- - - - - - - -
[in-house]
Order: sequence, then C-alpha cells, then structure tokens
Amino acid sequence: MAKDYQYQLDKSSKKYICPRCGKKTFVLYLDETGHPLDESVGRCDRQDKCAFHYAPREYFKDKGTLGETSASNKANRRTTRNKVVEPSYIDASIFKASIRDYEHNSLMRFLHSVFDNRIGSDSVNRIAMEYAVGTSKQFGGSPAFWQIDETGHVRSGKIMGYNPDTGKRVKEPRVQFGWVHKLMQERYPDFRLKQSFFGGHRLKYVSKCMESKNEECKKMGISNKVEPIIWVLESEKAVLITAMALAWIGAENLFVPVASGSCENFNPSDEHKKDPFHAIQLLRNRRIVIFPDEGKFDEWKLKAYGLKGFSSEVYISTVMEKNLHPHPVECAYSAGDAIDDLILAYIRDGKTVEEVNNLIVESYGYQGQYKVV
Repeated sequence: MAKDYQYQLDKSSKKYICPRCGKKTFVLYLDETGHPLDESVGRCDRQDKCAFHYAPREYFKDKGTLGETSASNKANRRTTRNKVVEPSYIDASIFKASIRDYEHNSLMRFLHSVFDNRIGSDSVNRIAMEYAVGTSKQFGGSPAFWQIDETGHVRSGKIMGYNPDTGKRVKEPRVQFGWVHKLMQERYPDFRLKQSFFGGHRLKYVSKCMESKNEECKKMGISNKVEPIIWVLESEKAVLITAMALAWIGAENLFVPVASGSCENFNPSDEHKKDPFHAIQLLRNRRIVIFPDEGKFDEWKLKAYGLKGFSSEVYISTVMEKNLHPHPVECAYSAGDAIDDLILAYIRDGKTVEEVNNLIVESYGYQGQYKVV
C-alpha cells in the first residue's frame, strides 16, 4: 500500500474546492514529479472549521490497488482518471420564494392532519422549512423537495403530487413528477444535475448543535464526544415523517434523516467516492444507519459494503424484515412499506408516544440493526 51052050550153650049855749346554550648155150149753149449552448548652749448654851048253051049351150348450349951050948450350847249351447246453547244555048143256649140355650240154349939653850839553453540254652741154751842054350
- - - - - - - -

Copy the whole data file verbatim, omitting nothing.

[in-house]
Order: sequence, then C-alpha cells, then structure tokens
Amino acid sequence: MAKDYQYQLDKSSKKYICPRCGKKTFVLYLDETGHPLDESVGRCDRQDKCAFHYAPREYFKDKGTLGETSASNKANRRTTRNKVVEPSYIDASIFKASIRDYEHNSLMRFLHSVFDNRIGSDSVNRIAMEYAVGTSKQFGGSPAFWQIDETGHVRSGKIMGYNPDTGKRVKEPRVQFGWVHKLMQERYPDFRLKQSFFGGHRLKYVSKCMESKNEECKKMGISNKVEPIIWVLESEKAVLITAMALAWIGAENLFVPVASGSCENFNPSDEHKKDPFHAIQLLRNRRIVIFPDEGKFDEWKLKAYGLKGFSSEVYISTVMEKNLHPHPVECAYSAGDAIDDLILAYIRDGKTVEEVNNLIVESYGYQGQYKVV
Repeated sequence: MAKDYQYQLDKSSKKYICPRCGKKTFVLYLDETGHPLDESVGRCDRQDKCAFHYAPREYFKDKGTLGETSASNKANRRTTRNKVVEPSYIDASIFKASIRDYEHNSLMRFLHSVFDNRIGSDSVNRIAMEYAVGTSKQFGGSPAFWQIDETGHVRSGKIMGYNPDTGKRVKEPRVQFGWVHKLMQERYPDFRLKQSFFGGHRLKYVSKCMESKNEECKKMGISNKVEPIIWVLESEKAVLITAMALAWIGAENLFVPVASGSCENFNPSDEHKKDPFHAIQLLRNRRIVIFPDEGKFDEWKLKAYGLKGFSSEVYISTVMEKNLHPHPVECAYSAGDAIDDLILAYIRDGKTVEEVNNLIVESYGYQGQYKVV
C-alpha cells in the first residue's frame, strides 16, 4: 500500500474546492514529479472549521490497488482518471420564494392532519422549512423537495403530487413528477444535475448543535464526544415523517434523516467516492444507519459494503424484515412499506408516544440493526 51052050550153650049855749346554550648155150149753149449552448548652749448654851048253051049351150348450349951050948450350847249351447246453547244555048143256649140355650240154349939653850839553453540254652741154751842054350